9 Famous Authors Who Used Pen Names To Reinvent Themselves

My latest mystery/crime novel Third Rail (Houghton Mifflin Harcourt) has it all -- a charismatic but troubled cop who loses his gun, a deadly smart drug, a small town in turmoil, and a big city wrestling with corruption. What doesn't it have? My name on the cover. After many novels and many more years, I'm no longer going by Stona Fitch, the weird-sounding Cherokee-Scottish name I was born with, along with my father and grandfather and so on.

Now I'm Rory Flynn - a name so Irish it hurts, lucky as a shamrock, and 100% Boston. Why write under a pen name? I want my constitutionally guaranteed right to escape my past and get a fresh start. And why not? It's worked for many other writers. Here are just a few.

1. Stephen King wrote four novels under the pen name Richard Bachman, hoping to lure Bachman-Turner Overdrive fans into his world (it was the '70s).

2. J. K. Rowling tried to escape her fans and experience a normal writer's life (low sales, misery, invisibility) by writing under the pen name Robert Galbraith. But it didn't work, because everyone found out about it. And then she sold a pile of books.

3. Man-about-Albany William Kennedy wrote under the name Diana Diamond, unleashing his feminine side.

4. The great Donald E. Westlake wrote under many pen names, including Richard Stark, Tucker Coe, Allan Marshall, and Samuel Holt.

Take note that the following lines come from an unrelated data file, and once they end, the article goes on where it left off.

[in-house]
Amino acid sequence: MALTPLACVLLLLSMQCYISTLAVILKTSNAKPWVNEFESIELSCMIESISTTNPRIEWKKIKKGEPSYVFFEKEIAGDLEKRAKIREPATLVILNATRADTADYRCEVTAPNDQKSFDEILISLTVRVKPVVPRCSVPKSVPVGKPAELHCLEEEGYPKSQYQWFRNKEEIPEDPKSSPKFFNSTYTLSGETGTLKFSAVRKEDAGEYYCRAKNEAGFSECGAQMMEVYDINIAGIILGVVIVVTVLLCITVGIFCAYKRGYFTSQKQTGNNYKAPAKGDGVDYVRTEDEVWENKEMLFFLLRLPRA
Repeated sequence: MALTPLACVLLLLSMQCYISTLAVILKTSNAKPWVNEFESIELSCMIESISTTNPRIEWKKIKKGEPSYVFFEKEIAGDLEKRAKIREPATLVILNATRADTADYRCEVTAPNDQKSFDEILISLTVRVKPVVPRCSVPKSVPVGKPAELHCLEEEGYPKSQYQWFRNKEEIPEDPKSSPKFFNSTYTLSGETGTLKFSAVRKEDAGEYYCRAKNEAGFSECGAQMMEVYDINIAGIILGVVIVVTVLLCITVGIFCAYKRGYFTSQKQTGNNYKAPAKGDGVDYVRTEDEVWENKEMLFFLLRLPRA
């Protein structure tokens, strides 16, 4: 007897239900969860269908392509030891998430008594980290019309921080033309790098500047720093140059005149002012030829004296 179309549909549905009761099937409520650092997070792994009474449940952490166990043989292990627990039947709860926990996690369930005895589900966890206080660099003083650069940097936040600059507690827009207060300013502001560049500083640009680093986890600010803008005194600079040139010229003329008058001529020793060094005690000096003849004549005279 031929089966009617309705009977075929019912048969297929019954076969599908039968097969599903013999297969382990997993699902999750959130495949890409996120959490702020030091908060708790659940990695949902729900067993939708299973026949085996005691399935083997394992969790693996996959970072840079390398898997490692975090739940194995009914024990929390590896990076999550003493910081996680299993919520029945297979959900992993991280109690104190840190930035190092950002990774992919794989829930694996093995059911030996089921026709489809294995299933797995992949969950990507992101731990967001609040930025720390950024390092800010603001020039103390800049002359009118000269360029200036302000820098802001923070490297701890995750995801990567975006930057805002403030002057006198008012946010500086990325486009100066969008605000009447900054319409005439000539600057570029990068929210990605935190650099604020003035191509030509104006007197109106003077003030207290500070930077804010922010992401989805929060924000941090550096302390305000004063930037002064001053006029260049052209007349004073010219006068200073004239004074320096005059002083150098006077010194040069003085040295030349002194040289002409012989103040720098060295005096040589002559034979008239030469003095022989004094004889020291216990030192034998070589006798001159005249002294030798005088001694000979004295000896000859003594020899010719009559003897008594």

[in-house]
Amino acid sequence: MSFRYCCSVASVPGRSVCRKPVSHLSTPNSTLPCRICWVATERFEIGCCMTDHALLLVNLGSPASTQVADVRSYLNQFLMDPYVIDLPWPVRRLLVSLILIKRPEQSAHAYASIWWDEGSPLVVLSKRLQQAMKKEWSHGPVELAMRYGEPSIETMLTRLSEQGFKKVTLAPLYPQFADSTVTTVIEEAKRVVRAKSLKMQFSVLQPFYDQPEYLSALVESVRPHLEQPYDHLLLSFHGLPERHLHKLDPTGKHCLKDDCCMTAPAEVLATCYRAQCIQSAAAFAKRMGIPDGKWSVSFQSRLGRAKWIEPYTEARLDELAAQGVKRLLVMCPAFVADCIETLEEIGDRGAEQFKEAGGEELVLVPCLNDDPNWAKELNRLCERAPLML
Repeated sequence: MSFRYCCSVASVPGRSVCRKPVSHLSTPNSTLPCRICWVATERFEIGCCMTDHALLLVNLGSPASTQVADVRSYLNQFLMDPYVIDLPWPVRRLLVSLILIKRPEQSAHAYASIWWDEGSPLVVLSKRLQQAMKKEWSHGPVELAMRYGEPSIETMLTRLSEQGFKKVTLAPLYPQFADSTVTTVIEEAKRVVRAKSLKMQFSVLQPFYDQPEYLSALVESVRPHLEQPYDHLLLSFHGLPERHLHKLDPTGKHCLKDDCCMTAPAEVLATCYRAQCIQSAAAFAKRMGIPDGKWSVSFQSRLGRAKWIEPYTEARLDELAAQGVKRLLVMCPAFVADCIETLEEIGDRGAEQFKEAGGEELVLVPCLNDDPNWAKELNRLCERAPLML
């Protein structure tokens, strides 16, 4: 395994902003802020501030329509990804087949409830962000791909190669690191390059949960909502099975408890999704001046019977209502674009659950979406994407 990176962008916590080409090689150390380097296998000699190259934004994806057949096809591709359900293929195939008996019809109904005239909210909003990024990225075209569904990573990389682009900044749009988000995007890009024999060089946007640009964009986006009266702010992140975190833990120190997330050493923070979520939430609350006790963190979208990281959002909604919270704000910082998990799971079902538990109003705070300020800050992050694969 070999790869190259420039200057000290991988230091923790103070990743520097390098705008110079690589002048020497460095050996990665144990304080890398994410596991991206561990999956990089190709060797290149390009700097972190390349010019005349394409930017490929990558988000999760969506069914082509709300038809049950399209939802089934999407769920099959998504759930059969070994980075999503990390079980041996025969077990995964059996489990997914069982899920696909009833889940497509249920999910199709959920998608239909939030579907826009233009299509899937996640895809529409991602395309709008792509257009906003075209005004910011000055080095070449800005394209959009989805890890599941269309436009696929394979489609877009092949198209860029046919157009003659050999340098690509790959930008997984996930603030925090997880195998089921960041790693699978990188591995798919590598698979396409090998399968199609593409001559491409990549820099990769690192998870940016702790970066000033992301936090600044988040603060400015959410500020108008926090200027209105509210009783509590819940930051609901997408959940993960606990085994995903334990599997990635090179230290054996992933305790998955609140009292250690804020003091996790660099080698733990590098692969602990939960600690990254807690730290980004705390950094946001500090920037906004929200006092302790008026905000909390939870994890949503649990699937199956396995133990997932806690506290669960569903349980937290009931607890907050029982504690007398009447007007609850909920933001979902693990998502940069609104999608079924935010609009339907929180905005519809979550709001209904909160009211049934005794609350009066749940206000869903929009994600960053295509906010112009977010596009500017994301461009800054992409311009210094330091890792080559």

5. The equally great Ed McBain wrote under the names Curt Cannon, Hunt Collins, Ezra Hannon, Richard Marsten, and Evan Hunter. How he kept these all straight is a mystery.

6. Lawrence Block split into Jill Emerson, Chip Harrison, Paul Kavanagh, and Sheldon Lord. All those names sound kind of fake, don't they? Then again, so does Lawrence Block. Like Writer's Block, which he most definitely did not have.

7. John Banville writes novels under the (very transparent) Benjamin Black pen name. In fact, the Black novels seem just as literary and wonderful.

8. JR LeRoy was revealed to be American writer Laura Albert in a super messy revelation that made everyone feel sad and violated because they got duped.

9. Joyce Carol Oates wrote a mystery (Lives of the Twins) under the pseudonym Rosamond Smith because she wanted to "escape her own identity" - and because she could put out a novel every two weeks, her preferred pace. But her ruse was revealed -- it was news even to her publisher.